Health insurance giant Aetna just announced that it will sell health plans in only four of Obamacare’s state exchanges next year, down from the 15 it currently operates in. The law’s partisans claim that the move is payback for the Obama administration’s recent decision to block Aetna’s merger with rival Humana.
These folks are delusional. Aetna is abandoning the insurance marketplaces because it’s lost massive amounts of money thanks to Obamacare’s unrealistic regulations. Many more insurers are following Aetna to the exits. Consequently, the exchanges could soon collapse — and the law with them.
Those convinced that Aetna’s withdrawal was politically motivated point to a “private” letter the insurer sent to the federal Department of Justice in early July. Aetna warned the administration that if its proposed merger with Humana were blocked, the firm would eventually “leave the public exchange business entirely.”
Conversely, if the merger went through, Aetna promised to use its increased pricing power to “support even more public exchange coverage over the next few years.”
The letter isn’t evidence of a quid pro quo. It’s a simple statement of fact. Aetna has been hemorrhaging money on its exchange business. In just the second quarter of this year, Aetna lost $200 million. Fifty-five percent of Aetna’s customers this year are new enrollees, who generally need more expensive medical care than repeat enrollees. Consequently, the insurer is projecting end-of-year losses of $300 million.
With no relief in sight, Aetna decided it could no longer afford to stay in the exchanges.
Other insurers have already reached the same conclusion. Next year, UnitedHealth, the nation’s largest insurer, will withdraw from 31 of the 34 states in which it currently sells exchange plans. More than 40 other insurers are exiting the exchanges — or drastically downsizing their presence.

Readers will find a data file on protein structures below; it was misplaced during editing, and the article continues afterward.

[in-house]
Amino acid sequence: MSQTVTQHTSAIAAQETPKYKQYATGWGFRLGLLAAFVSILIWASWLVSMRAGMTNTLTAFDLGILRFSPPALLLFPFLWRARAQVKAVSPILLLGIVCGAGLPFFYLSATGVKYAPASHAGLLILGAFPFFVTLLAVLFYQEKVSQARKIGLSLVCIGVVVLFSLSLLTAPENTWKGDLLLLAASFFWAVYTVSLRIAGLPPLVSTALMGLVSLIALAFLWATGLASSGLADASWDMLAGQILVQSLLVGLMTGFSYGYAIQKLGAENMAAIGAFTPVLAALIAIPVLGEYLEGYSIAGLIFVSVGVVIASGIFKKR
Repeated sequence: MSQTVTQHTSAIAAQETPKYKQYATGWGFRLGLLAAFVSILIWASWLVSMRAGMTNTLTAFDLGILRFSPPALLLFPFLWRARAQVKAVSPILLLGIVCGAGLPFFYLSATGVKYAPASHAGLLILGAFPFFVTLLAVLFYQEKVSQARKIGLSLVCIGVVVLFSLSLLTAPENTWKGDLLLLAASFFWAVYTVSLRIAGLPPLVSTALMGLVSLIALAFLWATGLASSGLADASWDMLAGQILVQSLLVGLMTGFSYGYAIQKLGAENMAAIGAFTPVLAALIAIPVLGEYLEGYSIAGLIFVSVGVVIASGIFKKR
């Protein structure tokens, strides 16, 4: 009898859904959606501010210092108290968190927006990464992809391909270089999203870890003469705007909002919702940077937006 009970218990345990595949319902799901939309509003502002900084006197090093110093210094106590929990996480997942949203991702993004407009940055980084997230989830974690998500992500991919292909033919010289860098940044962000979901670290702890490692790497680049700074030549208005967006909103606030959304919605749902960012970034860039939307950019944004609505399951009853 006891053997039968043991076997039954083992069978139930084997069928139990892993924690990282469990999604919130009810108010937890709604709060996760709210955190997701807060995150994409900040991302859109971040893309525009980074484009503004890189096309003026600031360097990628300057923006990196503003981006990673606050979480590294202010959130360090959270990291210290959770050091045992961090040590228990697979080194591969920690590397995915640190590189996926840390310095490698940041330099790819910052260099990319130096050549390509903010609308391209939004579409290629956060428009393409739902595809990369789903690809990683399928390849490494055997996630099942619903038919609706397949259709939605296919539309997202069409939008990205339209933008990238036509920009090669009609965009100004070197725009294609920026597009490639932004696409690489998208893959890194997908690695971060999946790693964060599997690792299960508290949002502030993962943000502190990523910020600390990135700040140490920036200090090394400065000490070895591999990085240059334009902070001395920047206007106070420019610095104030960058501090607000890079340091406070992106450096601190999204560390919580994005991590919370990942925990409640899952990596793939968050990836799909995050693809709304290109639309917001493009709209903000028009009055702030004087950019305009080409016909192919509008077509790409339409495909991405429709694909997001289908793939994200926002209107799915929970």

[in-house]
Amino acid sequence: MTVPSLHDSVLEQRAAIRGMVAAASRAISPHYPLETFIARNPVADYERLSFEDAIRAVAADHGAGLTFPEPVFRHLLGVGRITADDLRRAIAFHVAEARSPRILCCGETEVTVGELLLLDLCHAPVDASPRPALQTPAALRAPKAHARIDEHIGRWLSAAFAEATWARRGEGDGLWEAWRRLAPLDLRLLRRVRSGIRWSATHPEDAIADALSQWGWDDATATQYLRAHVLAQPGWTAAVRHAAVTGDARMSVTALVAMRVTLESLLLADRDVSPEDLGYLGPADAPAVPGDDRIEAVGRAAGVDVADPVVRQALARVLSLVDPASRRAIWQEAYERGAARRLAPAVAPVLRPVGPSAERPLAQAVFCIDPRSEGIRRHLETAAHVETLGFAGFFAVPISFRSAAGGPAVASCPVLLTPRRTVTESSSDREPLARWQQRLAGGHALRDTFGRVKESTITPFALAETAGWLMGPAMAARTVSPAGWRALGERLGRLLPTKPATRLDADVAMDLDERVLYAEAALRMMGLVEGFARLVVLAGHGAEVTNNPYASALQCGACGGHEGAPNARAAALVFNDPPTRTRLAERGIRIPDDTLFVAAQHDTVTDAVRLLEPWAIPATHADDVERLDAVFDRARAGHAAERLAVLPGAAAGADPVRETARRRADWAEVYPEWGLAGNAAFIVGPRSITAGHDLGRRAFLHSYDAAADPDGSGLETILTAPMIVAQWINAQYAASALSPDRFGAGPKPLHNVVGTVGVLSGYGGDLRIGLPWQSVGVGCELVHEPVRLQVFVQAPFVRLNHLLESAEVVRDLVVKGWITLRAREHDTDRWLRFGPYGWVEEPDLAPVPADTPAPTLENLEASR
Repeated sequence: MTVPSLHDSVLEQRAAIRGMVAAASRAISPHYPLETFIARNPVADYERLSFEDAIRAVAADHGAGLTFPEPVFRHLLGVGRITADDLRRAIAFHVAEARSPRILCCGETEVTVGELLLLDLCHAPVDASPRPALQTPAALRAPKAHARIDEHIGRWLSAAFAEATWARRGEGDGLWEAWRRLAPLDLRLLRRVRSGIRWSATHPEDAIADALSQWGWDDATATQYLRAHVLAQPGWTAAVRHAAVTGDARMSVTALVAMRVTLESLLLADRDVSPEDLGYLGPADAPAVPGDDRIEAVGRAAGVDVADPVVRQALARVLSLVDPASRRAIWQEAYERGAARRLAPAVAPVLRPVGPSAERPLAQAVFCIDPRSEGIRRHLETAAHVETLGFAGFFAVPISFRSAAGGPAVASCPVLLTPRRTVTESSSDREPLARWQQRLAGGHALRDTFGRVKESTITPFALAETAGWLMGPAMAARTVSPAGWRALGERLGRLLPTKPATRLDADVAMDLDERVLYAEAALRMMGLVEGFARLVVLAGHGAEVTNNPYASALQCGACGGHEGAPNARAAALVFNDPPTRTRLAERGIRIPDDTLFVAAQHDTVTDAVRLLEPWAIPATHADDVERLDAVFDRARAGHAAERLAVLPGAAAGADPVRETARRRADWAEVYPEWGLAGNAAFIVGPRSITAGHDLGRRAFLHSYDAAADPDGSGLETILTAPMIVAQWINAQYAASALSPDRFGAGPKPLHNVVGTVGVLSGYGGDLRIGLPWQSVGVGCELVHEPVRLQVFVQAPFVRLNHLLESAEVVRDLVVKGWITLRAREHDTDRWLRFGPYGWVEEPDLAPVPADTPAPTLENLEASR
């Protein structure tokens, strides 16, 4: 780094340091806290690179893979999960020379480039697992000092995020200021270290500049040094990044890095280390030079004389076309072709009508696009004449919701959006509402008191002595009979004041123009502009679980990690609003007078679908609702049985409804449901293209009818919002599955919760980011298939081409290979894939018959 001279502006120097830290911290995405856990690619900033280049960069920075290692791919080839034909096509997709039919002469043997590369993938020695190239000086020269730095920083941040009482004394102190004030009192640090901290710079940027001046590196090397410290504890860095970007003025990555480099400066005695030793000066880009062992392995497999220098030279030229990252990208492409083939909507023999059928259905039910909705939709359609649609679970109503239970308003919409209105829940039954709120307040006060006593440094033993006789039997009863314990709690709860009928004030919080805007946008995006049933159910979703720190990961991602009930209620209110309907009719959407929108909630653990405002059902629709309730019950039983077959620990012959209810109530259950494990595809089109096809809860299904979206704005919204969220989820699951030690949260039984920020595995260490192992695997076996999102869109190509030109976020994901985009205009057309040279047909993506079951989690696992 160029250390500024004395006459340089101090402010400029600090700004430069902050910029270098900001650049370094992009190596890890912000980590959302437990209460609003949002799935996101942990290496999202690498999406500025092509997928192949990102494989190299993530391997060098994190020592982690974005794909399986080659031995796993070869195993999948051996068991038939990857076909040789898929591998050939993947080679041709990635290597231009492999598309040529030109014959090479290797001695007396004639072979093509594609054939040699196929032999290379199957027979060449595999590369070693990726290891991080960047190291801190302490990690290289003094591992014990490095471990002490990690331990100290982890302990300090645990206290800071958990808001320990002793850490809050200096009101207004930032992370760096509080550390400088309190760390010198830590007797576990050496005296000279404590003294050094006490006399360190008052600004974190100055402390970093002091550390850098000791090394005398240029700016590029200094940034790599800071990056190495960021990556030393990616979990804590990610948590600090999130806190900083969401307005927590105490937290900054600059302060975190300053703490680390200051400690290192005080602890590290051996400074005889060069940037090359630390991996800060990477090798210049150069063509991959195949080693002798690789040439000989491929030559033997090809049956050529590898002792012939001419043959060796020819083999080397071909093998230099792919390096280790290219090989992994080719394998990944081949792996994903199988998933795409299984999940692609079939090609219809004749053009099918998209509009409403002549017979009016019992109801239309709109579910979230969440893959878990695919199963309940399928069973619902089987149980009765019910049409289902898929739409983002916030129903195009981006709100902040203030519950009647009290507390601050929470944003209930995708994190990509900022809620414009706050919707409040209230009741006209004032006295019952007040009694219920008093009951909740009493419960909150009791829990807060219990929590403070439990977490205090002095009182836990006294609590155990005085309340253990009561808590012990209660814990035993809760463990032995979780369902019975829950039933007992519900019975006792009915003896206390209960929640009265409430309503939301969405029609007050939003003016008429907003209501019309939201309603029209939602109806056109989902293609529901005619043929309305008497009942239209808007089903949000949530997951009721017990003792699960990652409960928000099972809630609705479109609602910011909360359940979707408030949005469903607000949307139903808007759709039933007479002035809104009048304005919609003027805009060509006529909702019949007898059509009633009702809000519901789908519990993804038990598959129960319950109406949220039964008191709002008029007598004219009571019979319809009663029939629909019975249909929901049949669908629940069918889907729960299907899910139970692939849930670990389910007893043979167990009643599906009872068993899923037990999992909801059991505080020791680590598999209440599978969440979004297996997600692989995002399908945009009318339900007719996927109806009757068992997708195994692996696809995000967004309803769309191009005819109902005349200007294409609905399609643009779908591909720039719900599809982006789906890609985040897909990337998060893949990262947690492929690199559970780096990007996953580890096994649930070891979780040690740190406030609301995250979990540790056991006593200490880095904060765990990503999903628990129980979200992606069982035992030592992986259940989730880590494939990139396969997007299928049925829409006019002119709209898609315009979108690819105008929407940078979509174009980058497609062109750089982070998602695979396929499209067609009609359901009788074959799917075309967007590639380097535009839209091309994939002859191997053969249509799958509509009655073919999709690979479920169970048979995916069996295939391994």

This exodus leaves millions of consumers with limited options for 2017. In nearly one-quarter of counties, people will have access to just one plan. In Arizona’s Pinal County — population 400,000 — every single insurer has left the market.
Those insurers who have decided to tough out another year in the exchanges have proposed raising premiums an average of 24%. Many are looking to make even bigger hikes. In Phoenix, Ariz., one insurer plans to boost premiums 122%.
Obamacare is to blame for this sad state of affairs. The law’s mandates make it impossible for most insurers to avoid losing money — much less turn a profit.
Consider its “community rating” rules, which bar insurers from charging older enrollees more than three times what they charge younger ones. Older people are up to six times costlier to insure. So insurers must overcharge young people to make up for their losses on older enrollees.
The law also mandates that everyone buy comprehensive plans that pay for a wide variety of expensive “essential health benefits” and cover at least 70% of enrollees’ medical expenses, on average.
Many young people would gladly accept less comprehensive coverage that kicks in only for major expenses, like surgeries or cancer treatment, in exchange for lower premiums. But Obamacare effectively bans them from making that deal.
In fact, it requires them to sign up for overpriced coverage, thanks to the much-hated individual mandate.
That mandate isn’t working. Many people are exempt because their incomes are too low. Others are choosing to pay annual tax penalties of the greater of $695 or 2.5% of income — rather than thousands of dollars for mediocre insurance coverage they don’t want.
Insurers need millennials to comprise 40% of exchange enrollees to break even. But right now, they’re just 28% of enrollees. And there’s no sign of that figure turning around.
Consequently, insurers aren’t taking in enough funds to cover the cost of claims for the older and sicker Americans who have enrolled on the exchanges.
Administration officials may have expected insurers to eat multi-million dollar losses indefinitely. But after three years of losing money, Aetna and other insurers have had their fill. Unless officials scrap most of Obamacare’s mandates, even more insurers will push away from the table — and cause the exchanges to crumble.